June 20, 2007 12:39 pm at 12:39 pm |
  2. DJ, Los Angeles

    Yes this does put some pressure on both the Democrats and Republicans to become more accountable.

    Hopefully this will cause more action to outline specific plans versus the usual meaningless small talk rhetoric.

    SKEPTICAL however as to how Bloomberg will be much different.

    He is a billionaire and former CEO of corporate America...not to mention a notorious supporter of President Bush.

    Now all of sudden when it is convienient he opposes Bush policy?

    Yet I agree it is critical to revive a strong 3rd party again in American politics.

    June 20, 2007 01:00 pm at 1:00 pm |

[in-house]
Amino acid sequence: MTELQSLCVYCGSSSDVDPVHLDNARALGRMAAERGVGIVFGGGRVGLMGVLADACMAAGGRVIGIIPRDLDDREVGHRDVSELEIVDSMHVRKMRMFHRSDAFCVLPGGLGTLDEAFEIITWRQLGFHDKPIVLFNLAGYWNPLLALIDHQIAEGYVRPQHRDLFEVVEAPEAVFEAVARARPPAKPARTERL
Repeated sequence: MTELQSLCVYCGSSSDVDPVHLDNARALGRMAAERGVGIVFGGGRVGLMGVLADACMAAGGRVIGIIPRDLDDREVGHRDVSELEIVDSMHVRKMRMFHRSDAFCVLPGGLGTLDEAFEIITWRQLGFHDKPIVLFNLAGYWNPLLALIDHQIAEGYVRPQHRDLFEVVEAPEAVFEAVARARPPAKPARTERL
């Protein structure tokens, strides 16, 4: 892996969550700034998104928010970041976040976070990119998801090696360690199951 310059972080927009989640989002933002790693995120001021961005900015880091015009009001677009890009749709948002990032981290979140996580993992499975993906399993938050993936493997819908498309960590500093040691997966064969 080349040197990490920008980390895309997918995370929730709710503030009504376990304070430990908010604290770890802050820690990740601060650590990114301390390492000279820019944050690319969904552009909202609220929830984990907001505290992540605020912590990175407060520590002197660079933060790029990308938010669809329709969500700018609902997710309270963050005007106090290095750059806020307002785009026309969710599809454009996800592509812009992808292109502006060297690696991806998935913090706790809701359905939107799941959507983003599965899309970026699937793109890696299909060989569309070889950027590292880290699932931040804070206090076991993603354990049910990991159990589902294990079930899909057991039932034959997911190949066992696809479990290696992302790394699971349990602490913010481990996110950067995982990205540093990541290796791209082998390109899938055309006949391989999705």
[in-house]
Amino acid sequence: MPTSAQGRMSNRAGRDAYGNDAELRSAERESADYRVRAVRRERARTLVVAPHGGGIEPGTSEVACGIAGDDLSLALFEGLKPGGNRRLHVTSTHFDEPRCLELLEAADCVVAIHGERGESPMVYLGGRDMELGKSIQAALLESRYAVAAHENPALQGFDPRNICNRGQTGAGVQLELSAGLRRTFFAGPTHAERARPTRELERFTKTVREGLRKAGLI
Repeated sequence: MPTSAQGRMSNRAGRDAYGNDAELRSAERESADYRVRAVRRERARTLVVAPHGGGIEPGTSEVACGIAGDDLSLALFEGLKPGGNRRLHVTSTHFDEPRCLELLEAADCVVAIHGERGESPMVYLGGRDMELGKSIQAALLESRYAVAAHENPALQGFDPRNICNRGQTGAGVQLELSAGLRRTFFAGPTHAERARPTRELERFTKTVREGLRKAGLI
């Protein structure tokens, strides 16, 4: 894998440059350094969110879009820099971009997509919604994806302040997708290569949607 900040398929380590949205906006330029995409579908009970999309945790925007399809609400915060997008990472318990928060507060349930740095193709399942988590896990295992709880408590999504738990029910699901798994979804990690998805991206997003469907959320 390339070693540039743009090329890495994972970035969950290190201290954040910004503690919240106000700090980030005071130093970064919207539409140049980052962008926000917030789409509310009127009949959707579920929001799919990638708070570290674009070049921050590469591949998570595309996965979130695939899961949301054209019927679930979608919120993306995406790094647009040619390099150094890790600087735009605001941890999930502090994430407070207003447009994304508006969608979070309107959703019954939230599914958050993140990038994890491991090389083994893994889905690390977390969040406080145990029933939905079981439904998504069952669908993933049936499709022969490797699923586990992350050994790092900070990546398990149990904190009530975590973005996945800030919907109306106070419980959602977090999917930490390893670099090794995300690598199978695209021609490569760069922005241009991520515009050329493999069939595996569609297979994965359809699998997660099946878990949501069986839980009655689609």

3. Northfield Center, OH

    Bloomberg has always been known as an opportunist. He runs with whomever he feels he can get the most mileage and support from. He tends to be an extremely persuasive egomaniac. Watch his press conferences and count the number of "I's" in them. As a Republican, I say we are better without him and his constant clamor against Republican values.

    June 20, 2007 03:41 pm at 3:41 pm |
  4. d

    good luck bloomberg. No chance he can win. but he could screw one of the other parties over, just like perot and nader have done. the question is which party?

    June 20, 2007 03:50 pm at 3:50 pm |
  5. c

    all the opportunism talk is a little ridiculous in my opinion.

    what politician has not taken advantage of an opportunity to be elected?

    you go where you can win, it is nothing new.

    Hillary shifted from bloody liberal to "moderate" in hopeso f winning the general election, edwards shifted to leftwing nut because the moderate field was croweded by hillary and obama.

    fred thompson shifted from moderate to conservative, romney, guliani as well.

    it is called politics. who cares.